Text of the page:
Haffner, the jumbo shrimp in question, is an ordained Unitarian Universalist minister. She is also the co-founder and president of the Religious Institute, a multi-faith organization that advocates for sexual health and education - including abortion and contraception access - in religious communities and beyond.

In a political landscape that seems destined to pit bibles against birth control for as long as the culture wars shall persist (see: Hobby Lobby), the Religious Institute is just one of numerous organizations advocating for contraceptive access, abortion rights, and LGBT rights motivated by - and not despite - Christian faith.

Considering where most Americans stand, this makes sense.

According to most major polls, a slim majority of American adults support abortion rights: 51 percent of American adults think that abortion should be legal in all or most cases, while 43 percent think it should be illegal in all or most cases.

Yet some research suggests that Americans' thinking on abortion is more complicated than this simple binary - and that more people than previously thought support the right to choose. Only a small minority of the public believes abortion should never be legal, and large majorities think that if a woman gets an abortion, the experience should be supportive, comfortable, and non-judgmental. .

Americans' stances on abortion are more complicated than the political rhetoric may lead us to believe. Our understanding of religion and reproductive rights should follow suit.

The majority of Americans are religious. Over 70 percent of Americans identify as Christian, while 22.8 percent don't identify with any particular religion at all. And despite the growth of these so-called "nones," over 90 percent of Americans still believe in God.

It's a statistical inevitability: Many, if not a majority of, Christians in this country support reproductive rights. Of Christians, 98 percent of sexually active Catholic women have used some kind of contraception at one point or another. Over three fourths of Catholics believe that the church should permit birth control, while 53 percent of white Catholics, and 43 percent of Latino Catholics, think abortion should be legal in all or most cases.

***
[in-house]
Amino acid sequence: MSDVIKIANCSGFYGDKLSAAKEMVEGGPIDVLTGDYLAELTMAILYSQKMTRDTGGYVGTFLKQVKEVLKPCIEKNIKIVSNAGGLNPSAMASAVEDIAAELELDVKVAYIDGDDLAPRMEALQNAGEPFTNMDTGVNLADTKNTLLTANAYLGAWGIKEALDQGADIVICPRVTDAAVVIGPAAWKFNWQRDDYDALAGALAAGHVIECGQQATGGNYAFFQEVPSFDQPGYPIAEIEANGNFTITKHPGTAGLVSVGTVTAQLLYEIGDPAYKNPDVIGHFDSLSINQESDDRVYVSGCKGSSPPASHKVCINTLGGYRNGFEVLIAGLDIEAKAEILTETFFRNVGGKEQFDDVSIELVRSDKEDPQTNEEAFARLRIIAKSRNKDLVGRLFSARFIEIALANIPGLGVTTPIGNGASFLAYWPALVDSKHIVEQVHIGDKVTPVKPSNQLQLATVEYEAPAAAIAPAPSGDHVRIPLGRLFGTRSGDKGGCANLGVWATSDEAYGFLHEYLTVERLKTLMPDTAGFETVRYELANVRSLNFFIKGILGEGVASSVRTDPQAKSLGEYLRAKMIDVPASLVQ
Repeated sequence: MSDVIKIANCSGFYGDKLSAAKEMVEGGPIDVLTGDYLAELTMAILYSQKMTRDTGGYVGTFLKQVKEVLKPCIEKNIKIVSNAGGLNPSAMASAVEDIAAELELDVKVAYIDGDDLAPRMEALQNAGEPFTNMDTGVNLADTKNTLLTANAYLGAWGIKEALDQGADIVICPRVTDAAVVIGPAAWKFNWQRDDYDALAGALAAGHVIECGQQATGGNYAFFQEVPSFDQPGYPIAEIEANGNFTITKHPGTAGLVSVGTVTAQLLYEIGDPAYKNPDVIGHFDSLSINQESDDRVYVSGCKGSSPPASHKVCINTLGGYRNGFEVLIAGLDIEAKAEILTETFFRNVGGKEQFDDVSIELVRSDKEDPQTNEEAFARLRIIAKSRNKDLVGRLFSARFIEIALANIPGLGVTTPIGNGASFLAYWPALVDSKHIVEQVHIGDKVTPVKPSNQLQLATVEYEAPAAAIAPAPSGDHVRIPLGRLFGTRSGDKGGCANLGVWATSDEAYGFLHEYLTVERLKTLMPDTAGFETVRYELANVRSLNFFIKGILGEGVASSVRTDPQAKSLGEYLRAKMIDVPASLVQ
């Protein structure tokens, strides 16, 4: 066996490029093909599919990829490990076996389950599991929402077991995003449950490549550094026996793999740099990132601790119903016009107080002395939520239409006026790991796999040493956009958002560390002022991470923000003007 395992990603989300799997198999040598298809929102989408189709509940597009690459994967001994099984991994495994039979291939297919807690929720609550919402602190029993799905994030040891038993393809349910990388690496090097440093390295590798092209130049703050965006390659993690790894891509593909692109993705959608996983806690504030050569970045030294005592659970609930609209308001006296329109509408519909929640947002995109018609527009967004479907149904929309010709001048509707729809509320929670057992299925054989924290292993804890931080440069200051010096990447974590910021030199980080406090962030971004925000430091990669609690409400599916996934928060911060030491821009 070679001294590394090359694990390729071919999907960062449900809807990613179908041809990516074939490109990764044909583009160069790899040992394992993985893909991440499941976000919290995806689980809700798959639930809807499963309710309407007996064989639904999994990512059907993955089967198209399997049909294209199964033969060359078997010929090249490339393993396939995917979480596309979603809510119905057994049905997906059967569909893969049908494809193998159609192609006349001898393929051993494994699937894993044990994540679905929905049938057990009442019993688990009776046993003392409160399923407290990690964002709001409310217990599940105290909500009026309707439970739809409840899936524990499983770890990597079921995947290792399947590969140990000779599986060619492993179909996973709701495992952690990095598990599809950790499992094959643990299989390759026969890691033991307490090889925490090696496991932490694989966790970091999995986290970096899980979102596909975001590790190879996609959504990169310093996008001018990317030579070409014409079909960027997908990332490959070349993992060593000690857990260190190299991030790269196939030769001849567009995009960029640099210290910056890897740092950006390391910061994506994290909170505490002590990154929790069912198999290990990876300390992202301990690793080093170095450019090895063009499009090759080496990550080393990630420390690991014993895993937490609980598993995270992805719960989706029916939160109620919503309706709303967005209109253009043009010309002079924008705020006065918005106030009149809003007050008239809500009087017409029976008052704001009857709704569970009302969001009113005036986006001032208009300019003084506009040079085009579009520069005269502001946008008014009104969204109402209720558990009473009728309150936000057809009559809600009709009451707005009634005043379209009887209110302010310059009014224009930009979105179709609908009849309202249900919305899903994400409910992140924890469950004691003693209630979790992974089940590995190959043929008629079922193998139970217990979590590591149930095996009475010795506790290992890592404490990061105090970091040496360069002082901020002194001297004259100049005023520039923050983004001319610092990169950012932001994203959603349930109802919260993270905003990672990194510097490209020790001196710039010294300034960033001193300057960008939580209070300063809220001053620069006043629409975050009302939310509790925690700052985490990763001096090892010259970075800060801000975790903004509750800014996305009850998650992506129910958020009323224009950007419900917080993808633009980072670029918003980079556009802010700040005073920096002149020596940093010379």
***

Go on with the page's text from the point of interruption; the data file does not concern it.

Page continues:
Why do I find this so surprising?

"The American public by and large on some level has bought the myth of the far right," Haffner says, in answer to my unvoiced skepticism. She's referring, of course, to the myth that religion and reproductive justice are mortal enemies. "The reality is that the majority of people of faith in this country support all of those things."

In fact, Haffner says, religious peoples' advocacy for reproductive rights is almost as old as modern birth control itself. "It might surprise you to know that the very first denominational statement on reproductive health and birth control was in 1929," she tells me.

It does and here's why: I'm Catholic. Well, okay - I was raised Catholic. Italian Catholic from New Jersey.

In a red town where "It's Adam and Eve, Not Adam and Steve" was still considered a clever punchline, we were Black Sheep Catholics, cultural-heritage Catholics, Kerry-and-Obama Catholics, the Catholics the nuns didn't like. My mother, a feminist physician who attended Catholic school, was known to get into "disagreements" with church people about contraceptive access, abortion rights, and the War in Iraq.

During mass, I learned to mouth - not say - the prayers for the little aborted fetuses. I learned I would not be permitted marriage in the Church. I learned that I had to choose between my rights as a woman and a queer person, and my belief in God.

So, like youths from time immemorial, I flipped God the bird and pulled my pants down.

Reverend Harry F. Knox says there are a lot of people like me. Knox, president and CEO of the Religious Coalition for Reproductive Choice (RCRC) - a coalition of faith organizations that promotes reproductive health and education access - has a slow, gentle voice with a twang.

"It often surprises people when Christians are pro-choice," Knox tells me. "This normally comes from folks whose particular faith backgrounds have a narrow view of reproductive health and rights." This narrow view, says Knox, can sometimes make it difficult for people in the secular reproductive rights movement - people like, you know, feminist journalists - to collaborate with people of faith.

In some ways that's understandable. When right-wing politicians affront our rights under the guise of "religious liberty," it can be easy to see politics as a rumble between Obamacare-covered progesterone and, well, God. "We have a few partners who sometimes have trouble allowing the faith voice to be heard because of the very real hurt that has been done in the name of religion to women over the years," Knox says of this tension. "One of the roles that RCRC plays in the larger movement for reproductive health, rights, and justice is a bridge role in helping our allies deal with that pain."